But even given these challenges, the skepticism shown by police and prosecutors—who are not juries, after all—is extraordinary. Officials don’t talk about their methods publicly, and rarely reveal their thinking, much less their motives or biases. But two cities—Detroit and Los Angeles—allowed researchers to read thousands of pages of police reports and to interview detectives and prosecutors. What the researchers found is a subterranean river of chauvinism, where the fate of a rape case usually depends on the detective’s or (less often) prosecutor’s view of the victim—not the alleged perpetrator.
Usually only a certain type of victim will see her rapist prosecuted, says Cassia Spohn, the director of the School of Criminology and Criminal Justice at Arizona State University. Along with Katharine Tellis, a criminologist at California State University at Los Angeles, Spohn published an exhaustive report in 2012 that analyzed sexual-assault investigations and prosecutions in Los Angeles County. “We heard over and over detectives use the term righteous victim,” she told me. A woman who didn’t know her assailant, who fought back, who has a clean record and hadn’t been drinking or offering sex for money or drugs—that woman will be taken seriously. Spohn recalled a typical comment: “ ‘If I had a righteous victim, I would do all that I could to make sure that the suspect was arrested. But most of my victims don’t look like that.’ ”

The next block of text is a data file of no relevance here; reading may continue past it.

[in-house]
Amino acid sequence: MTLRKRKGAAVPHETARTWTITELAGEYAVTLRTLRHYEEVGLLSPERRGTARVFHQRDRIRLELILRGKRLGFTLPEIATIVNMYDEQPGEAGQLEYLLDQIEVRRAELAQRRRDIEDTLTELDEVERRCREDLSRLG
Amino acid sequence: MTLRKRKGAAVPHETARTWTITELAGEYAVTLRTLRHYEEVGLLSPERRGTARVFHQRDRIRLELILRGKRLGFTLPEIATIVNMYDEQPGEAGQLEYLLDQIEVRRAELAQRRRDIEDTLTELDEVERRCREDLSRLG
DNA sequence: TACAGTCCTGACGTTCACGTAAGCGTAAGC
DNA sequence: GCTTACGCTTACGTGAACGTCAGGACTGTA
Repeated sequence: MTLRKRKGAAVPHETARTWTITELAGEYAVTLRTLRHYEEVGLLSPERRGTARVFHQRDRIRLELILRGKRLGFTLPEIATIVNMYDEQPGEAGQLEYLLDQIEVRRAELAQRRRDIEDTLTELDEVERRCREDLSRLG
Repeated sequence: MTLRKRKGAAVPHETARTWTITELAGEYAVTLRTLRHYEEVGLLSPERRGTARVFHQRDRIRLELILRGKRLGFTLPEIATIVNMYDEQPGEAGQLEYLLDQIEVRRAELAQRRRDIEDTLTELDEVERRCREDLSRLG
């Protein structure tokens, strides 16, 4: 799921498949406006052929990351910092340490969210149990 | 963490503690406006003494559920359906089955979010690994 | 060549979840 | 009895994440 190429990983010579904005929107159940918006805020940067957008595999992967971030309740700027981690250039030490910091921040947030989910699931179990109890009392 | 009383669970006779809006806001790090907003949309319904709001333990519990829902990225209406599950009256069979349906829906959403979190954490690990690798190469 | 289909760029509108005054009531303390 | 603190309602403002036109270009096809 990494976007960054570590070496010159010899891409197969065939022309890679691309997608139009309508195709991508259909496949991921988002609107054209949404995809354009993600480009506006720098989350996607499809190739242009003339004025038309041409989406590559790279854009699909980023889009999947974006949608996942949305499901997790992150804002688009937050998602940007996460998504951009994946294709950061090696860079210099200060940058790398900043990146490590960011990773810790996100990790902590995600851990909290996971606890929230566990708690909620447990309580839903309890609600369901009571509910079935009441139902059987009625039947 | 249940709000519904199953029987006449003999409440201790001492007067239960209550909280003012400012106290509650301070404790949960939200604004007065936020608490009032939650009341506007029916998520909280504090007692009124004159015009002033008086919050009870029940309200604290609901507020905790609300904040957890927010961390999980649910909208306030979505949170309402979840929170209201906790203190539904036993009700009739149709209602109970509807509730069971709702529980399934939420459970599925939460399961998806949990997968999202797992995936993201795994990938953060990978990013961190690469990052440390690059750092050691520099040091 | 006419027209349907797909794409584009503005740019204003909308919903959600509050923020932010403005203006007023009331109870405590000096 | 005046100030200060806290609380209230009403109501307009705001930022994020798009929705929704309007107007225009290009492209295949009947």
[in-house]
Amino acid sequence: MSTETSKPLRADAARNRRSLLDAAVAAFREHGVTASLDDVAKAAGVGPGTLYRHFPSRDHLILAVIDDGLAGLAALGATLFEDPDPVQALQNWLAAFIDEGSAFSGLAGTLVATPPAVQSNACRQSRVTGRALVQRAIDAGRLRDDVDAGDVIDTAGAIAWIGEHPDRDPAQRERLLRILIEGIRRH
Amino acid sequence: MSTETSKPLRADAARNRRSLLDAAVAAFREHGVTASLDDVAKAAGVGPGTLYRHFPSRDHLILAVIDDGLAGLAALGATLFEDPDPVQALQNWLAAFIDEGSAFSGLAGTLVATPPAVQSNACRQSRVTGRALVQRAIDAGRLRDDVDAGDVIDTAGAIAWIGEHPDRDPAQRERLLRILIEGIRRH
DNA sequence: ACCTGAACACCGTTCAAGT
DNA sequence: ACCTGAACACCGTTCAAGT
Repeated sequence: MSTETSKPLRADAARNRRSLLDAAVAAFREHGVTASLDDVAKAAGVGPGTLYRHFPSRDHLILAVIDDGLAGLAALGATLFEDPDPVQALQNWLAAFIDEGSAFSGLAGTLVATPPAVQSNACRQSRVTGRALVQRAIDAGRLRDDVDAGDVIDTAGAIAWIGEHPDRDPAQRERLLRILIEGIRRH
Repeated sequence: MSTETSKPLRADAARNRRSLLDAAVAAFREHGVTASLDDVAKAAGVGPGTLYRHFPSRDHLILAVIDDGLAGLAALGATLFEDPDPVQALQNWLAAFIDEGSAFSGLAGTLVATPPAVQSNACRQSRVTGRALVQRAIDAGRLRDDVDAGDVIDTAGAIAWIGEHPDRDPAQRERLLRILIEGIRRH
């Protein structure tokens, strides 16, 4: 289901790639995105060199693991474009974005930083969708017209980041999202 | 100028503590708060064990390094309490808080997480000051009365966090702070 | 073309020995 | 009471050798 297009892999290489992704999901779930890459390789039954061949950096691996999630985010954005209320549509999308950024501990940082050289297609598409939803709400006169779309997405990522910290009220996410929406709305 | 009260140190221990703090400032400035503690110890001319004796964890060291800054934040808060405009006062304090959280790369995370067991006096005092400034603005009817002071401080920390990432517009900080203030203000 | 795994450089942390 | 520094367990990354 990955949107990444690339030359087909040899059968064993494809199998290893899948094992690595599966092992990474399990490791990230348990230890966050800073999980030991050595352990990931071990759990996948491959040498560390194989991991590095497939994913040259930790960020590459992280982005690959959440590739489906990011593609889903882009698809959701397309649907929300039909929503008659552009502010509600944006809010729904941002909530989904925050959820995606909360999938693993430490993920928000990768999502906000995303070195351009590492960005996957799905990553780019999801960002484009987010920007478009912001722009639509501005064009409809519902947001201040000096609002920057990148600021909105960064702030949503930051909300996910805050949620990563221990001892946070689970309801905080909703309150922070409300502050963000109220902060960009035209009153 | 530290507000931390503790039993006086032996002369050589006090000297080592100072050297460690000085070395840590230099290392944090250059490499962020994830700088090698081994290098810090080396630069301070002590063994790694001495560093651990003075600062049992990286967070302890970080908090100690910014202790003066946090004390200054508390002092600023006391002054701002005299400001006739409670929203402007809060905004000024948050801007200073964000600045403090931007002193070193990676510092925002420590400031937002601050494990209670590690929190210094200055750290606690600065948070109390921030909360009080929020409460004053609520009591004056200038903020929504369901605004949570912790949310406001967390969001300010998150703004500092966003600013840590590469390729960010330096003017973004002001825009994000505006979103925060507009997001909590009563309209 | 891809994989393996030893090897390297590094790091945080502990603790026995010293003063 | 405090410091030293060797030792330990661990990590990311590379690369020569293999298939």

In cases of acquaintance rape, detectives expressed doubt and blamed the women. They spoke skeptically of “party rapes,” in which women drink too much “and make bad choices.” One described “buyer’s remorse,” where a woman who has been out partying has sex with a man “willingly” and later regrets it. “Out of 10 cases,” one detective said, “eight are false reports.”